Scholars of Elizabethan theatre agree that the stage in Elizabethan playhouses could have a trap door, for example in the Globe Theatre (built in 1699) and the Red Lion. In his study Shakespeare: The Winter's Tale (Penguin, 1988), Christopher Hardman writes (page 95, emphases added):
The stage dimensions are calculated to be forty-three feet wide by approximately twenty-seven feet from back to front, on the evidence of the Fortune, and there was a trap in the stage certainly big enough for two men to go through at the same time.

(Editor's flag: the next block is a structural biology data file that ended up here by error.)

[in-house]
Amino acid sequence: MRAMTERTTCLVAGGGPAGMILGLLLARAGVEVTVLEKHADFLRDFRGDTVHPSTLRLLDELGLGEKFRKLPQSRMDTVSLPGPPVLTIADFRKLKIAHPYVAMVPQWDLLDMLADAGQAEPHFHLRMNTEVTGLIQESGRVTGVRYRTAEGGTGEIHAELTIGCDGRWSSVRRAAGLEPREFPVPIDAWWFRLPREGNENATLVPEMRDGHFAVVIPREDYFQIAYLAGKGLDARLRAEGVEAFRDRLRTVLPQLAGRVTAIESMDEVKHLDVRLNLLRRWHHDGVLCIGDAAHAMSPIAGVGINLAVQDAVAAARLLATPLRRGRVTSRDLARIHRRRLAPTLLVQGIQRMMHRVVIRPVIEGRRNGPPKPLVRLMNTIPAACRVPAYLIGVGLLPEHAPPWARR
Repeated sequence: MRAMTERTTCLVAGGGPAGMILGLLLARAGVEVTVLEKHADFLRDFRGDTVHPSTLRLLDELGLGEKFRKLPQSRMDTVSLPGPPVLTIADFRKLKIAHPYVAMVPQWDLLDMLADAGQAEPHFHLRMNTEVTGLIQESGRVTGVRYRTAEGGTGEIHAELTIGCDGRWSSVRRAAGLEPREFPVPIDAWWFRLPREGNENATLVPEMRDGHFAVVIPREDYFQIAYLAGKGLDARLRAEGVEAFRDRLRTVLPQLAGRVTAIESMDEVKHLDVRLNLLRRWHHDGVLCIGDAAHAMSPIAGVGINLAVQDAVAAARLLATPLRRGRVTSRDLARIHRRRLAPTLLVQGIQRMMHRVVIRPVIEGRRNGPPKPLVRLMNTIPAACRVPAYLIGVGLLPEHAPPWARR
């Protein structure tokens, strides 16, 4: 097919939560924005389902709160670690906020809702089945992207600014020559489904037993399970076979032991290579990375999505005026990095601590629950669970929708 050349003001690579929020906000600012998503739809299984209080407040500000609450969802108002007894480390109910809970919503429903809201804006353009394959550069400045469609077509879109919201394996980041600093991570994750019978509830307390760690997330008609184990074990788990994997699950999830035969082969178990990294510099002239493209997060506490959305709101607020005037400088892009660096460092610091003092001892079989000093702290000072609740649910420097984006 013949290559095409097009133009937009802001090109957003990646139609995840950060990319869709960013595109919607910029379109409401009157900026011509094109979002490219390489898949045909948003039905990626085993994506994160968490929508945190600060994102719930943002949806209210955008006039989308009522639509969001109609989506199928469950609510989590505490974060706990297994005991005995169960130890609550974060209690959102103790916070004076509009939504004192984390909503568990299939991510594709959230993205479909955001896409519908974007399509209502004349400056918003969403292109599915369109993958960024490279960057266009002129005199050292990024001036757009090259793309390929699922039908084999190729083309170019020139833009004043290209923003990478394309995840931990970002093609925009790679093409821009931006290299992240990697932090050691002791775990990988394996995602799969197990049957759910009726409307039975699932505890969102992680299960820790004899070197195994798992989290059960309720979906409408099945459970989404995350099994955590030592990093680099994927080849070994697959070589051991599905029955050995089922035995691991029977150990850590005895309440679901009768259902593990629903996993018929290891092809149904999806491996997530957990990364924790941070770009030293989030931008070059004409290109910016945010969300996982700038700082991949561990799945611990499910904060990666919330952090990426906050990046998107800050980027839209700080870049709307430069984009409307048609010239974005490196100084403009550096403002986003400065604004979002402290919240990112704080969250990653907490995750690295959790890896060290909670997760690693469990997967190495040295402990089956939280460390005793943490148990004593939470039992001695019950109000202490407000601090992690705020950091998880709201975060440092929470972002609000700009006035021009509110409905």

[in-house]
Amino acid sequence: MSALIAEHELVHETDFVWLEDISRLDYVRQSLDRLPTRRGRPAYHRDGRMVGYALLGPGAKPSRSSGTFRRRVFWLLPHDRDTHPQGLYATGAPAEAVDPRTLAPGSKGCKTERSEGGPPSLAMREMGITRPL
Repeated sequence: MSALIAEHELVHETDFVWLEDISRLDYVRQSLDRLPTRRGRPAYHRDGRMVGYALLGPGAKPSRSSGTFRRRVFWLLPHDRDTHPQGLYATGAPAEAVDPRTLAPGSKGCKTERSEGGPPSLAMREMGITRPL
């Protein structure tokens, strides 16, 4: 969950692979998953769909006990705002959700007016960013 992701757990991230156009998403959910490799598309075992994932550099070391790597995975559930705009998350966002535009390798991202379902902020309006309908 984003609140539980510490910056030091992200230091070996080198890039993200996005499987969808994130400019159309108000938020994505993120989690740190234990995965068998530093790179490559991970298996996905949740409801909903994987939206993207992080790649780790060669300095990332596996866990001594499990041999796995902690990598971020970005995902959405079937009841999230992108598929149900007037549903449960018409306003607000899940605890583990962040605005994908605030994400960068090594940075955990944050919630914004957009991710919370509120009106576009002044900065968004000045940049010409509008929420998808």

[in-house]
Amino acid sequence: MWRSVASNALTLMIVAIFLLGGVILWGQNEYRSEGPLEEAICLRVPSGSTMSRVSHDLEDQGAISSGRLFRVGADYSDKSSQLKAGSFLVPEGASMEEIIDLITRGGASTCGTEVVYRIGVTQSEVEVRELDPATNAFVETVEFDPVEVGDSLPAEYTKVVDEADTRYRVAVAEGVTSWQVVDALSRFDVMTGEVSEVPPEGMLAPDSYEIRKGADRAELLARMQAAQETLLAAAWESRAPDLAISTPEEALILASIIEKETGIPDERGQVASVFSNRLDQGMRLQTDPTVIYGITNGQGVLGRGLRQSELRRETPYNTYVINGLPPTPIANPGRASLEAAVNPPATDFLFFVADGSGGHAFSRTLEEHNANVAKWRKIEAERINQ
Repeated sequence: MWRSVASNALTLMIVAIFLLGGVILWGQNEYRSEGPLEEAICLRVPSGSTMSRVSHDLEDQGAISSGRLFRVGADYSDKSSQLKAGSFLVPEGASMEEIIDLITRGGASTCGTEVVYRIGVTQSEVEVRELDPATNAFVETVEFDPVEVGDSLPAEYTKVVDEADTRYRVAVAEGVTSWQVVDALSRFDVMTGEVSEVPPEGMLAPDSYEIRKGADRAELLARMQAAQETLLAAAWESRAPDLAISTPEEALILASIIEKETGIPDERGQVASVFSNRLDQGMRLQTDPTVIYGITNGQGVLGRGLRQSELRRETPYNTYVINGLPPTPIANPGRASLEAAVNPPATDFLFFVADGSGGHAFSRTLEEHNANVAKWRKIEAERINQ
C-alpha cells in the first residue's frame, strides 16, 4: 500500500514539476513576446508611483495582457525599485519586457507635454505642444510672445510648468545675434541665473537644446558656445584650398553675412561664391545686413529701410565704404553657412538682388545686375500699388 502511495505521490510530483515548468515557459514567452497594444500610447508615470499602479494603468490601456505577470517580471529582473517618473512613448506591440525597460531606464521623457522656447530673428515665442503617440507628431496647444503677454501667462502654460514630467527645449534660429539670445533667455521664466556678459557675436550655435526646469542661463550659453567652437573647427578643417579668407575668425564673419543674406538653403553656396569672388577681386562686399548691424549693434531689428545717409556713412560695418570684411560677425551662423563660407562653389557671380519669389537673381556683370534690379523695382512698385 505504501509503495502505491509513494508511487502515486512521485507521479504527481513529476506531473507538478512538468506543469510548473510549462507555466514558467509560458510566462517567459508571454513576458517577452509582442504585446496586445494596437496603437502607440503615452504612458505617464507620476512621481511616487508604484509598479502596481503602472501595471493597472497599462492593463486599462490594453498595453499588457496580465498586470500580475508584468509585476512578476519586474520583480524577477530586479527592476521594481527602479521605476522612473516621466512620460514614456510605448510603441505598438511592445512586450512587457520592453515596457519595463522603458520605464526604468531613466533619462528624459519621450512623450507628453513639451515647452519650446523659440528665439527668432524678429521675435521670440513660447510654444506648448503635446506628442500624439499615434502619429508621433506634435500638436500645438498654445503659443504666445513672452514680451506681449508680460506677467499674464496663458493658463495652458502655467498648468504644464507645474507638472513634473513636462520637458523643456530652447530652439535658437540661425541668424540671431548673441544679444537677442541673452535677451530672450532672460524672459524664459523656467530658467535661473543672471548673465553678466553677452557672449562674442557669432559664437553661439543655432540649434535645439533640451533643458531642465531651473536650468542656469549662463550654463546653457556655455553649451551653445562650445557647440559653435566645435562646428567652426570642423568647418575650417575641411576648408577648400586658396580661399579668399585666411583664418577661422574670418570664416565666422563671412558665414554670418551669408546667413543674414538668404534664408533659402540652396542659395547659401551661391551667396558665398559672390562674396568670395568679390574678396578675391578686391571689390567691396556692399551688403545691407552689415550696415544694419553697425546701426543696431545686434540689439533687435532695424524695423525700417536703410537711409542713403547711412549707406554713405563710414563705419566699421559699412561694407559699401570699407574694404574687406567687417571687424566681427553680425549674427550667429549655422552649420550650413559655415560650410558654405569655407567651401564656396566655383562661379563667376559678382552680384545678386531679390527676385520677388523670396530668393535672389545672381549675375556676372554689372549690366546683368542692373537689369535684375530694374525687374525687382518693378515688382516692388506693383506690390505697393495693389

Hardman does not cite a source for the dimensions of the trap and I could not find any mentions of the width in sources such as Shakespeare Survey 52: Shakespeare and the Globe, Elizabethan Popular Theatre: Plays in Performance by Michael Hattaway or Shakespearean Entrances by M. Ichikawa.
I assume the claim about the width of the trap door would be based either on stage directions that require two persons to disappear simultaneously or descriptions by contemporaries. What is the evidence that would support Christopher Hardman's claim?